Another priority for the new park is to increase and develop digital tools, apps designed to support the visitor experience and maintenance, the cultural management system, the website, etc.
Attention will also focus on actions that will make Velia accessible to people with disabilities. The site will be managed in a way that ensures universal access with activities that have already been tried out and implemented at Paestum.
Within this planning framework, it is important to emphasise that work is being carried out to enhance the site of Velia as part of the National Operational Program on Culture and Development 2014-2020 “Velia – Città delle acque”. Based on a project of the Superintendency (Soprintendenza Archeologia, Belle Arti e Paesaggio per le province di Salerno e di Avellino) and directed by the Regional Secretariat of Campania (Segretariato Regionale per la Campania), the work will affect a large part of the ancient city and the refurbishment of the Park’s facilities (plant engineering, furnishing, management of green space, etc.).
Based on these initial considerations, the enhancement of Velia seems wide-ranging and challenging. In order to ensure the implementation of the project, it is necessary to build new relationships with local players and involve them in the regeneration of Velia. The intervention should reconnect the site of the ancient city to the local context so that it is open to local approaches, the best and most fruitful of energies that operate in the field of services, research and production. In this way Velia will become part of a broader plan for growth of the territory, a place and an occasion where solutions to consolidate the local economy and to run commonly agreed activities can be tried out. At Velia it will be possible to study archaeology and the local territory, to learn about and explore themes related to ancient philosophy and science, to conduct research on material culture, to carry out archaeological excavations, to promote local products and encourage the widespread use of traditional techniques for managing and safeguarding the environment, to organise recreational events and conferences, and to establish a new relationship between local communities and cultural heritage sites.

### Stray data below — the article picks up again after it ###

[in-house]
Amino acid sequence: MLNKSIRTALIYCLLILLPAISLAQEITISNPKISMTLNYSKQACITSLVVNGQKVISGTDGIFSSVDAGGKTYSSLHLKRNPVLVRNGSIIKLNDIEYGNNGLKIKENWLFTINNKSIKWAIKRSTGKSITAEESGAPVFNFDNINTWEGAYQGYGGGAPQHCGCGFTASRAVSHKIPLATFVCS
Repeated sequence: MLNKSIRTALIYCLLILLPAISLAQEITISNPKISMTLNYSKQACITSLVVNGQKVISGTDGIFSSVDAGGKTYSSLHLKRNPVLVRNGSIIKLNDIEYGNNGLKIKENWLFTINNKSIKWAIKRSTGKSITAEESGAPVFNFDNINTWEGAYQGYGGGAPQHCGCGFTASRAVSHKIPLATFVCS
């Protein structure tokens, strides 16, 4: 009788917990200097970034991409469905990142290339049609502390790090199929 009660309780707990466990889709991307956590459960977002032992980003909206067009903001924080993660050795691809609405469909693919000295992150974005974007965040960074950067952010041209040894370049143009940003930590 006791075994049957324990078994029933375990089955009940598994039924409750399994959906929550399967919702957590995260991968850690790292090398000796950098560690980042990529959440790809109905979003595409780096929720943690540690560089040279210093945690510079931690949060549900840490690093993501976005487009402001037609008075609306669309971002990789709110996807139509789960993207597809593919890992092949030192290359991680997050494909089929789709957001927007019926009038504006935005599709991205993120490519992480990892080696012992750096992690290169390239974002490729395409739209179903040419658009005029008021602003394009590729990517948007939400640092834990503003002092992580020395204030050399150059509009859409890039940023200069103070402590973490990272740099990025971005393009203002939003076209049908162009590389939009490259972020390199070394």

In short, Velia ought to become another string in the bow of the territory. Together with Paestum, it will become a distinctive part of the landscape and identity of an entire region: Cilento.

These two ancient sites, which differ so markedly from each other, mark the first step, together with the new Archaeological Park and the agreement with other institutions, the superintendency, local and territorial organisations, of a process that will lead to the creation of a large cultural district, firmly rooted to the territory and its resources.